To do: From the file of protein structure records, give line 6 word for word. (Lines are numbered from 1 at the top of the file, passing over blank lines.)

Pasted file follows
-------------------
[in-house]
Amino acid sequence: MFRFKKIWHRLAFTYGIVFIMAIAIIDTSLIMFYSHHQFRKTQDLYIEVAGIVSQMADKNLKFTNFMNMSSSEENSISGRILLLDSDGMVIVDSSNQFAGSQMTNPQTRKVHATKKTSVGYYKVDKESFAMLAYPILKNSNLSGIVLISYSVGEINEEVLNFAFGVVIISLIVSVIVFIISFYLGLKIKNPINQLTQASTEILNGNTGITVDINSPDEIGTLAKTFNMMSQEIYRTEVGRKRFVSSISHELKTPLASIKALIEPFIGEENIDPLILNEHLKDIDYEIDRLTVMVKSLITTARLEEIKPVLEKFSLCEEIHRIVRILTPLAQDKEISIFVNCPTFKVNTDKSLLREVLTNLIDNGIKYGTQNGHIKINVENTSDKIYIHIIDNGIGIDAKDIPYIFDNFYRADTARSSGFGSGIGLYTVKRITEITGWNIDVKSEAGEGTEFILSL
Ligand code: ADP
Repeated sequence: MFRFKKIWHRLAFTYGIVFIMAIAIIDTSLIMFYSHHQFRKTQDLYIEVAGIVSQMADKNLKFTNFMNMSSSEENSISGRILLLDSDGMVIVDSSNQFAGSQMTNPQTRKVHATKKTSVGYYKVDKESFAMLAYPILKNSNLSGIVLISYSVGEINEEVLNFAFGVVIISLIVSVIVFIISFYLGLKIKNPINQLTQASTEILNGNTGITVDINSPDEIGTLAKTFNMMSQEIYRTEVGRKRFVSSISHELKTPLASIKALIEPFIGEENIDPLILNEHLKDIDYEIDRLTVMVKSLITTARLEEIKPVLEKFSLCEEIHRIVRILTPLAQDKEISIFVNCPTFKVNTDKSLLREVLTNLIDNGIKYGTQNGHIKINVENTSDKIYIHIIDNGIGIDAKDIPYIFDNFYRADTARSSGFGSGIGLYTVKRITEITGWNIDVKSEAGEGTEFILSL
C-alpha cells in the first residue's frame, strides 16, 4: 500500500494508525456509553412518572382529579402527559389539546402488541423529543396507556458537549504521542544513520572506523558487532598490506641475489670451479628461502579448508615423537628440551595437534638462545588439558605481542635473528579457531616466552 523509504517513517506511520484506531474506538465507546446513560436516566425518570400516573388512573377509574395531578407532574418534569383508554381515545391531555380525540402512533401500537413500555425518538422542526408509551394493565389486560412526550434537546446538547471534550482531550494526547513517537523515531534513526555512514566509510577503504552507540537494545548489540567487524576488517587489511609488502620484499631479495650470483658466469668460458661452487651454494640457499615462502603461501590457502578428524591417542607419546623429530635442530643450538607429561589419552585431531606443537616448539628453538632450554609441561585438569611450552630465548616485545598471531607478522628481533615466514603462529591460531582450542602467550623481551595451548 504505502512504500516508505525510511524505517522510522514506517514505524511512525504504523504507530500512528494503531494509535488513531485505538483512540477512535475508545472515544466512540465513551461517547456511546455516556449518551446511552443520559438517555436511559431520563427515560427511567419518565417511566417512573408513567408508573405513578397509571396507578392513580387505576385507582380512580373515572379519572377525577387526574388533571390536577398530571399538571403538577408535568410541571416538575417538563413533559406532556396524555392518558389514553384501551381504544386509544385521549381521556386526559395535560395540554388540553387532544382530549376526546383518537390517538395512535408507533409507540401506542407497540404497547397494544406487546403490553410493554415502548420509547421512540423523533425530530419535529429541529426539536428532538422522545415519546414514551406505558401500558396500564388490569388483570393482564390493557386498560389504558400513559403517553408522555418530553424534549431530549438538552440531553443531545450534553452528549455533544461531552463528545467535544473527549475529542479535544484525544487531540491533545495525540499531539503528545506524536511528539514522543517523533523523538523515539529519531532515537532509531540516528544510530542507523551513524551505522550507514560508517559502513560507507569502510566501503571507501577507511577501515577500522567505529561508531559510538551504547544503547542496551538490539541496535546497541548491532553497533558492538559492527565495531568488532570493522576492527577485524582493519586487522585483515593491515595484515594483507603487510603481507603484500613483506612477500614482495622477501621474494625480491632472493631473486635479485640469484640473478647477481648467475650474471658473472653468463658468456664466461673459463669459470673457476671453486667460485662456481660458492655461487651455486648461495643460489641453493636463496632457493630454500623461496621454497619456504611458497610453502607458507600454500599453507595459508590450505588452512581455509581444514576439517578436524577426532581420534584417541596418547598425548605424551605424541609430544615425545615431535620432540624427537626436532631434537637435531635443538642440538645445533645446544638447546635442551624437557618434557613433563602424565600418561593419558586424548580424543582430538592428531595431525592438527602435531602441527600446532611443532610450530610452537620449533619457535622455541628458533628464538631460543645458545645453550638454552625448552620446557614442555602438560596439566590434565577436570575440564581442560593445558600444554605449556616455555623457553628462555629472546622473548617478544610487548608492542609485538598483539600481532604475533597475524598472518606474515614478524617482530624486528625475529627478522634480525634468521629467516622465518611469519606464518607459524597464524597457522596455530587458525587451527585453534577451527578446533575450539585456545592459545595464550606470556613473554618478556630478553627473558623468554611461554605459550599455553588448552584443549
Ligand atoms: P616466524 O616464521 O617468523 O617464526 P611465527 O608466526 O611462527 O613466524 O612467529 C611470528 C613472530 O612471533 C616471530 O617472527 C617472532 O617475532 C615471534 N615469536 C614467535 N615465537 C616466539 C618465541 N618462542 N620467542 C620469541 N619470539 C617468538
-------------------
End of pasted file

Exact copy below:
Ligand atoms: P616466524 O616464521 O617468523 O617464526 P611465527 O608466526 O611462527 O613466524 O612467529 C611470528 C613472530 O612471533 C616471530 O617472527 C617472532 O617475532 C615471534 N615469536 C614467535 N615465537 C616466539 C618465541 N618462542 N620467542 C620469541 N619470539 C617468538